GALENA, Kan. — Ryan Taylor, the head coach of the Aces Fastpitch Club in Kansas City, traditionally only had one team as part of his travel softball organization. But with college recruiting starting at earlier ages, Taylor and his wife looked to expand to a younger generation of athletes.

That led him to the McNemar family from Galena, Kansas.

“We kind of put an all-star team together throughout the Midwest,” Taylor said. “We got in contact with Mark (McNemar), and at that time (Riley) was with a different team. Some of those came up to try out, and we started putting a team together. We had an opportunity to work with Riley. We noticed some things as far as bat speed, her glove work and the way she did some things on the field (that) we thought were impressive. We sat down with her, and we said, ‘Hey, here is our view for the years moving forward. We think you have an opportunity to play some pretty high-level Division I softball.' That was her eighth grade moving into her freshman year when we started to identify she had a pretty high talent ceiling.”

And playing on Taylor’s travel club proved to be a launching pad in terms of exposure for McNemar. Not only did she get the opportunity to play throughout the country, but she also played against some of the most elite softball talent in the United States.

That also led to her being ranked as the 64th best prospect in the nation by FloSoftball and No. 71 by Extra Innings Elite 100 for the class of 2021. McNemar’s performance with the Aces Fastpitch Club combined with her high school performances at Galena piqued the interest of several “high-level” Division I softball programs.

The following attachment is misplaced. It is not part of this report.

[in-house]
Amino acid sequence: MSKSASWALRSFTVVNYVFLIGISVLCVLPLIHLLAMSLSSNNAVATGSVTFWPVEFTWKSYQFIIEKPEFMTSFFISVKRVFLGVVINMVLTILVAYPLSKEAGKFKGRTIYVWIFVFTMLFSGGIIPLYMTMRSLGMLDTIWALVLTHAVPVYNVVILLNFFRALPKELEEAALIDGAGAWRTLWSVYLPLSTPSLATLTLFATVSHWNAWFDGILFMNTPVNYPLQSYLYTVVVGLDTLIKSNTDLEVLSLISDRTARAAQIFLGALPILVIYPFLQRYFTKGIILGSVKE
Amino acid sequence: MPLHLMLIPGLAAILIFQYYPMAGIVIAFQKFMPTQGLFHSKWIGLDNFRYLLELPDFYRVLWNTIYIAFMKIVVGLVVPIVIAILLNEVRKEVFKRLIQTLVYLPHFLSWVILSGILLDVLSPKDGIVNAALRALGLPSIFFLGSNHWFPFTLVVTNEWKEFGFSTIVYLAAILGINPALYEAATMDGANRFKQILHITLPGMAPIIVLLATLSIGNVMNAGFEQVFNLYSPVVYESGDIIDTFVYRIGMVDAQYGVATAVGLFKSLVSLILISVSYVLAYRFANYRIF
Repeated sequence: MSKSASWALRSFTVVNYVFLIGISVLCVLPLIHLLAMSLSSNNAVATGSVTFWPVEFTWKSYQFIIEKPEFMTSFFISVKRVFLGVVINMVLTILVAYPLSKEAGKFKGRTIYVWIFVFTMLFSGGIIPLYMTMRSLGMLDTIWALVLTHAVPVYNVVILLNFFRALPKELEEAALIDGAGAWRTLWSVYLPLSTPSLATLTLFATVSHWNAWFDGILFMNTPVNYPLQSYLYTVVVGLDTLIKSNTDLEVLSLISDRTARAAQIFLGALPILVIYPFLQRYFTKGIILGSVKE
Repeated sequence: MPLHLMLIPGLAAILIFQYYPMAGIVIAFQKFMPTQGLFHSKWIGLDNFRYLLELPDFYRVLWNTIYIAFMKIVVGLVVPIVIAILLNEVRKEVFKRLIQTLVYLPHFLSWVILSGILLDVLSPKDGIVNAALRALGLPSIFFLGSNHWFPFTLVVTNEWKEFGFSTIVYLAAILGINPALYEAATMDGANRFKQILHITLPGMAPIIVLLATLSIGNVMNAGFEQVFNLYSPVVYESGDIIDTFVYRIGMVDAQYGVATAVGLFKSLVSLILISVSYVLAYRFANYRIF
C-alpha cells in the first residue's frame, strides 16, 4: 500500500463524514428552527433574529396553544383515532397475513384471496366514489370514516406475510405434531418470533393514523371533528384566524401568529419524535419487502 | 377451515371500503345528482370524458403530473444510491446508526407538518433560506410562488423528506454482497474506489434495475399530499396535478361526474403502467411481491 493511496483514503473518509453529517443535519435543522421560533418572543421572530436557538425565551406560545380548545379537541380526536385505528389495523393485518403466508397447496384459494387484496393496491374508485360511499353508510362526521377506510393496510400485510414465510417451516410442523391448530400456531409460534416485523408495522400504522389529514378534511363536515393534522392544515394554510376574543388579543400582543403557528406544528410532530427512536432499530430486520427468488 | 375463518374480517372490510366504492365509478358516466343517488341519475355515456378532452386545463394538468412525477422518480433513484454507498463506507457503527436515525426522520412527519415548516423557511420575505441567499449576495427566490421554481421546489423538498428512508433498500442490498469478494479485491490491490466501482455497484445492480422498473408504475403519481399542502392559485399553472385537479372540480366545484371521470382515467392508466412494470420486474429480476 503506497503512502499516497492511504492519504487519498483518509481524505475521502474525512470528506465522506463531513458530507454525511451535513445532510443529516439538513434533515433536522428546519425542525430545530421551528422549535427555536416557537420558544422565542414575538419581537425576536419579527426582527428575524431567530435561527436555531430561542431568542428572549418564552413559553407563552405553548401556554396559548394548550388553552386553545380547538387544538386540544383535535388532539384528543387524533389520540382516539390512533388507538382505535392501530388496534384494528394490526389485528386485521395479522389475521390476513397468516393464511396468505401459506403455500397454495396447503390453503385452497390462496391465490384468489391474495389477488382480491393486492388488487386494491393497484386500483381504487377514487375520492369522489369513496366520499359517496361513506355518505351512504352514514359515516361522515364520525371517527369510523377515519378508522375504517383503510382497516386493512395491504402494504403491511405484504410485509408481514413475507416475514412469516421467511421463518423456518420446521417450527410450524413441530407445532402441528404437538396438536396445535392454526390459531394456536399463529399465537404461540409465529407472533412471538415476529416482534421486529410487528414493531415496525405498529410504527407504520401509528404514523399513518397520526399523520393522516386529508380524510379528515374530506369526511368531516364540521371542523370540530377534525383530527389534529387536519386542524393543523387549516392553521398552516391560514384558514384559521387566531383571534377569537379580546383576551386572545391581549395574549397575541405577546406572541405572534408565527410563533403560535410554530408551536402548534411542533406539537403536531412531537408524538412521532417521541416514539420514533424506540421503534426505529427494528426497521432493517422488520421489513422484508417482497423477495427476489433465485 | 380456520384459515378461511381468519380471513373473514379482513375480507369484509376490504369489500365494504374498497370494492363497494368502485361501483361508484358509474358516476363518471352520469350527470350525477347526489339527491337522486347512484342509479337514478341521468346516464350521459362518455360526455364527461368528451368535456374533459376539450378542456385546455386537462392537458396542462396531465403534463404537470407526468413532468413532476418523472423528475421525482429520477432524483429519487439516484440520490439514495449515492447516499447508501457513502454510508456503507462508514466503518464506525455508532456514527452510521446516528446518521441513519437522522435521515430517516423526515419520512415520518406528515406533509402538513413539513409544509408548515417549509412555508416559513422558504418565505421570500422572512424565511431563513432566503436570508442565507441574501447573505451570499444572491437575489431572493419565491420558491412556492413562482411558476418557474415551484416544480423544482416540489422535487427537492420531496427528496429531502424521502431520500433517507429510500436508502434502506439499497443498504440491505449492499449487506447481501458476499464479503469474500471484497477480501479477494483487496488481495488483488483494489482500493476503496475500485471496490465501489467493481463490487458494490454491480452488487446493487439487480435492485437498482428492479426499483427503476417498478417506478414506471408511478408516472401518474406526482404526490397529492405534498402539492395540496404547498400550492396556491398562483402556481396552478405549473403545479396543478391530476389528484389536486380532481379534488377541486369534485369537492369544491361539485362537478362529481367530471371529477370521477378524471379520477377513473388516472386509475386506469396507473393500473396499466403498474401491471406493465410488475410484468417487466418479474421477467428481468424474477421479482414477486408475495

None of the programs compared to playing for SEC powerhouse Auburn — a dream school for McNemar. She signed her national letter of intent to play softball with the Tigers last Wednesday.

But on Tuesday, Galena hosted a celebration signing with McNemar’s friends, family and coaches in attendance at the high school gymnasium.

“It was really just insane,” McNemar said. “I never thought I would be here. To have all my friends, family and coaches supporting me, it really just means a lot to me.”

Taylor was among the coaches at the signing, and he believes her offensive ability will translate well against SEC pitching.

“Riley is not an extremely big kid, but she knows her body very well and she has a lot of power at the plate,” Taylor said. “Her ability to generate power within her body is at a high level. It really meets those SEC standards of what it takes to be a player in that league.”

Taylor also lauded McNemar’s defensive ability at second base, but what sets her apart is her game IQ.

“That is what I absolutely love about her,” Taylor added.

Like with most incoming freshmen, there is typically an adjustment period to get acclimated to the rigors of being a student-athlete. McNemar believes the transition “won’t be as difficult” because she already has a relationship with some of the players at Auburn — even 12 hours from home.

“But I think it will be pretty hard to get used to,” McNemar said. “Waking up at 5 a.m. in the morning to go to workouts and stuff will be difficult, but I think I can do it. I have never been away from my parents longer than a week, so I think they will get more homesick for me than I will for myself.”

As for what she’s looking forward to most playing for a dream softball program:

“I’m looking forward to competing for a championship,” McNemar said. “I think we can pull that one off. I think we have the No. 1 class in 2021. I think we can do it.”

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